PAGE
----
We present a novel single-pixel imaging technique that simultaneously images fluorescence and quantitative phase of an object. To extract simultaneously co-registered fluorescence and phase images, the object is illuminated by a pair of spatially coherent monochromatic laser beams with a difference in illumination spatial frequency that is swept linearly in time. One of the beams is stationary – serving as a reference beam – and propagated along the optic axis. The other beam scans through the full range of transverse spatial frequencies supported by the illumination optic – sweeping the crossing angle of the two beams incident on the specimen as a function of time. The scanned beam also has a temporal modulation carrier frequency that allows the extraction of the products of interfering fields. To record a phase image, forward scattered light from a thin object is collected in the back Fourier plane of a collection optic. Placing a narrow slit in the back Fourier plane allows the complex spatial frequency spectrum of the object amplitude transmission to be recorded in time. At each time point, the spatial frequency value corresponding to the difference in transverse spatial frequency of the illumination beams is recorded. Simultaneously, the interference of the illumination beams in the object imparts a spatial frequency pattern on the fluorescent molecule excitation and the spatial frequency of the object’s fluorescent concentration is recorded at each time step. This single-pixel imaging method allows for simultaneous acquisition of the object phase and fluorescent images by collecting spatial frequency projections in time.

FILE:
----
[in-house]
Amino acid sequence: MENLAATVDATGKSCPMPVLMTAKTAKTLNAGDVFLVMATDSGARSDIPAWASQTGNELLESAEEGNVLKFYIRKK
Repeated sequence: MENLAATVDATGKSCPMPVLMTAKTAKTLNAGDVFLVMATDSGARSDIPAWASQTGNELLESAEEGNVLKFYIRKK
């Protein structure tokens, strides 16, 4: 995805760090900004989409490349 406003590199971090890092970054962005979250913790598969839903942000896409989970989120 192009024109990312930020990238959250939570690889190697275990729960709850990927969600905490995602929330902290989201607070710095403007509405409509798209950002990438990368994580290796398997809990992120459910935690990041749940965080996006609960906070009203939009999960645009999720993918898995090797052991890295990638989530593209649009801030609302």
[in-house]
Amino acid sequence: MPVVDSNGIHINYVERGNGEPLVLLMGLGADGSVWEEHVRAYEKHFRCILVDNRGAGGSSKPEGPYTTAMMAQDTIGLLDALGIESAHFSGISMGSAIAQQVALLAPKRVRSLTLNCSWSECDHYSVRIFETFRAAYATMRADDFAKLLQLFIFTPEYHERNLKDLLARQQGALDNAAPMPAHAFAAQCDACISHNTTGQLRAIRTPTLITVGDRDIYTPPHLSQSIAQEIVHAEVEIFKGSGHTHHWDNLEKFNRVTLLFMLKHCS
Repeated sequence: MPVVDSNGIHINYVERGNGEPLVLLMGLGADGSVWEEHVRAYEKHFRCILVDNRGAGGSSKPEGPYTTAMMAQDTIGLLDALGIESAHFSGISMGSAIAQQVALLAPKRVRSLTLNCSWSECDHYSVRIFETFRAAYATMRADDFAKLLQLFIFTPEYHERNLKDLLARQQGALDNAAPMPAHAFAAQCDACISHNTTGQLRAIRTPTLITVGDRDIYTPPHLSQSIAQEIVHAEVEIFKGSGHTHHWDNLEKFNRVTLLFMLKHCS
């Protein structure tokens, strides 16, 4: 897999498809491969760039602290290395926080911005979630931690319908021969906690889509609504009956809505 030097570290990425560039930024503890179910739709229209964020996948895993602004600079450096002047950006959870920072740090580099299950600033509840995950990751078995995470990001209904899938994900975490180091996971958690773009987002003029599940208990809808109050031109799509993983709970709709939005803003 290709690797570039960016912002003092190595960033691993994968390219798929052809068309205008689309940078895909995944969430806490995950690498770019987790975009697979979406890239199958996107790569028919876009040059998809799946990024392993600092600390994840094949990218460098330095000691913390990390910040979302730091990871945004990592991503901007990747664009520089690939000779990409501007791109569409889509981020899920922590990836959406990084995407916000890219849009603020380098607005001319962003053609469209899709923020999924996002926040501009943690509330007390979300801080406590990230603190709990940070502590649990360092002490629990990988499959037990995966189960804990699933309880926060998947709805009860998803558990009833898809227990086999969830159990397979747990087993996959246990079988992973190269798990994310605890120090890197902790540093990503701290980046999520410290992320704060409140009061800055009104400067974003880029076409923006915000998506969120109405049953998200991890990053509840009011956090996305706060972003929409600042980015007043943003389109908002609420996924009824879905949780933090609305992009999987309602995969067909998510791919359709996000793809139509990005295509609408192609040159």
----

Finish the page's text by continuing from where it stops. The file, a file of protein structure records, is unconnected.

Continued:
Patrick A. Stockton, "Simultaneous fluorescent and quantitative phase and imaging through spatial frequency projections (Conference Presentation)," Proc. SPIE 10074, Quantitative Phase Imaging III, 100740R (Presented at SPIE BiOS: January 30, 2017; Published: 24 April 2017); https://doi.org/10.1117/12.2253482.5380600135001.
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